The measurement of drag while swimming (i.e. active drag) is a controversial issue. Therefore, in a group of six elite swimmers two active drag measurement methods were compared to assess whether both measure the same retarding force during swimming. In method 1 push-off forces are measured directly using the system to measure active drag (MAD-system). In method 2 (the velocity perturbation method, VPM) drag is estimated from the difference in swimming speed when subjects swim twice at maximal effort (assuming equal power output and assuming a quadratic drag¿speed relationship): once swimming free, and once swimming with a hydrodynamic body attached that created a known additional resistance. The average drag for the VPM tests (53.2 N) was statistically significant and different from the active drag for the MAD-test (66.9 N), paired Student's t-test: 2.484, 12 DF, p=0.029. A post hoc analysis was performed to assess whether the two methods measure a different phenomenon. Based on the drag speed curve obtained with the MAD-system, the VPM-data were re-examined. For diverging drag determinations the assumption of equal power output of the `free¿ trial (swimming free) vs. the towing trial (swimming with hydrodynamic buoy) appeared to be violated. The regression of the relative difference in force (MAD vs. VPM) on the relative difference in power (swimming free vs. swimming with hydrodynamic body) was: %¿drag=1.898×%¿power ¿4.498, r2=0.88. This suggests that the major part of the difference in active drag values is due to a non-equal power output in the `free¿ relative towing trial during the VPM-test. The simulation of the violation of the equal power output assumption and the calculation of the effect of an other than quadratic drag¿speed relationship corroborated the tentative conclusion that both methods measure essentially the same phenomenon and that active drag differences can be explained by a violation of test assumptions.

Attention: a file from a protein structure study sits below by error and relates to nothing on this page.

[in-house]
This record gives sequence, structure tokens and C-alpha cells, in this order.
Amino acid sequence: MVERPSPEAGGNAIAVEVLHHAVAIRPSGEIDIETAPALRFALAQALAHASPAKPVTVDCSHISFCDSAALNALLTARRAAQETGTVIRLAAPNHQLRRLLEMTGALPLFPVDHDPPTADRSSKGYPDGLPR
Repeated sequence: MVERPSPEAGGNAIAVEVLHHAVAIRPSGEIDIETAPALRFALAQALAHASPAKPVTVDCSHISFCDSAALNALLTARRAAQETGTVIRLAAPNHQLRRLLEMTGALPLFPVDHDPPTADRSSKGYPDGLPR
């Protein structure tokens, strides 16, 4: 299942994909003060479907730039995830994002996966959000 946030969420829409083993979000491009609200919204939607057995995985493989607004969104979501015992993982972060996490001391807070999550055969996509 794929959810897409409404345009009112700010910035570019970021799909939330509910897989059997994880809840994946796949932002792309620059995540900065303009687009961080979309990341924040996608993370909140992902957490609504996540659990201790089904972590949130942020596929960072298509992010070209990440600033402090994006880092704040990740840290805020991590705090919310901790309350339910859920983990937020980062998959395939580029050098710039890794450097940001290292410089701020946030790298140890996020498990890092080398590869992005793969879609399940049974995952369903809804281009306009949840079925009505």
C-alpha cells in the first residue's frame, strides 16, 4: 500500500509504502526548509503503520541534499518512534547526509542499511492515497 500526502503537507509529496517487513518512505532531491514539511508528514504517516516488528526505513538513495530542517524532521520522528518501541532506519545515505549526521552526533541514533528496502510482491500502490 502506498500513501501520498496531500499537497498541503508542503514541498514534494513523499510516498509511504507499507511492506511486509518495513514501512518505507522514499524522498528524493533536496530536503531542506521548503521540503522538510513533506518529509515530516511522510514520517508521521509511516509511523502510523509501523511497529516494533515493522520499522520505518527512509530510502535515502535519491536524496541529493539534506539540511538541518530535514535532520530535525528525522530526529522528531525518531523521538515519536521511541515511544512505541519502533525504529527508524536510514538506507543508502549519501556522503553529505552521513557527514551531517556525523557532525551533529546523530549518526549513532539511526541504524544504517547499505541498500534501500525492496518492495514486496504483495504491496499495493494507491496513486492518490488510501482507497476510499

- active drag